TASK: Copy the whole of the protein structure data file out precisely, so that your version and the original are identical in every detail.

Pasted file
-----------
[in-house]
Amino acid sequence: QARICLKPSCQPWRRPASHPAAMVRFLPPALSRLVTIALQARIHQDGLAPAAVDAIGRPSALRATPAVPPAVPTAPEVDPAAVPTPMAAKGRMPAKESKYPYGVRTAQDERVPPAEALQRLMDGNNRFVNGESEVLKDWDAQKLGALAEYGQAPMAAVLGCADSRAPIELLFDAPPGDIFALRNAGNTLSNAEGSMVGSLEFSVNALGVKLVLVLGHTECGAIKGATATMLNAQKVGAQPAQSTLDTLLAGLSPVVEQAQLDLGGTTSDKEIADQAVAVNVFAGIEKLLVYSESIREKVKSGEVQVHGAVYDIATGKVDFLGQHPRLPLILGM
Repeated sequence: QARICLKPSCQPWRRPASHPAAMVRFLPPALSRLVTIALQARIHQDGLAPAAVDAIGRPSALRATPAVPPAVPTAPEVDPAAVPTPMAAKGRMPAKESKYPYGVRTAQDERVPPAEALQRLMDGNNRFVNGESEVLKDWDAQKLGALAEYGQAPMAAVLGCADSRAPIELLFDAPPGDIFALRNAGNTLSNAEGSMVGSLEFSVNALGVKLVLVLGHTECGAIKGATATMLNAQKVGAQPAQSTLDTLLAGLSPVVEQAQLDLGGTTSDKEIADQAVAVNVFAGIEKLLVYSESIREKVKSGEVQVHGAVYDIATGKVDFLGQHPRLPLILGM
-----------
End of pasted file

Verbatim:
[in-house]
Amino acid sequence: QARICLKPSCQPWRRPASHPAAMVRFLPPALSRLVTIALQARIHQDGLAPAAVDAIGRPSALRATPAVPPAVPTAPEVDPAAVPTPMAAKGRMPAKESKYPYGVRTAQDERVPPAEALQRLMDGNNRFVNGESEVLKDWDAQKLGALAEYGQAPMAAVLGCADSRAPIELLFDAPPGDIFALRNAGNTLSNAEGSMVGSLEFSVNALGVKLVLVLGHTECGAIKGATATMLNAQKVGAQPAQSTLDTLLAGLSPVVEQAQLDLGGTTSDKEIADQAVAVNVFAGIEKLLVYSESIREKVKSGEVQVHGAVYDIATGKVDFLGQHPRLPLILGM
Repeated sequence: QARICLKPSCQPWRRPASHPAAMVRFLPPALSRLVTIALQARIHQDGLAPAAVDAIGRPSALRATPAVPPAVPTAPEVDPAAVPTPMAAKGRMPAKESKYPYGVRTAQDERVPPAEALQRLMDGNNRFVNGESEVLKDWDAQKLGALAEYGQAPMAAVLGCADSRAPIELLFDAPPGDIFALRNAGNTLSNAEGSMVGSLEFSVNALGVKLVLVLGHTECGAIKGATATMLNAQKVGAQPAQSTLDTLLAGLSPVVEQAQLDLGGTTSDKEIADQAVAVNVFAGIEKLLVYSESIREKVKSGEVQVHGAVYDIATGKVDFLGQHPRLPLILGM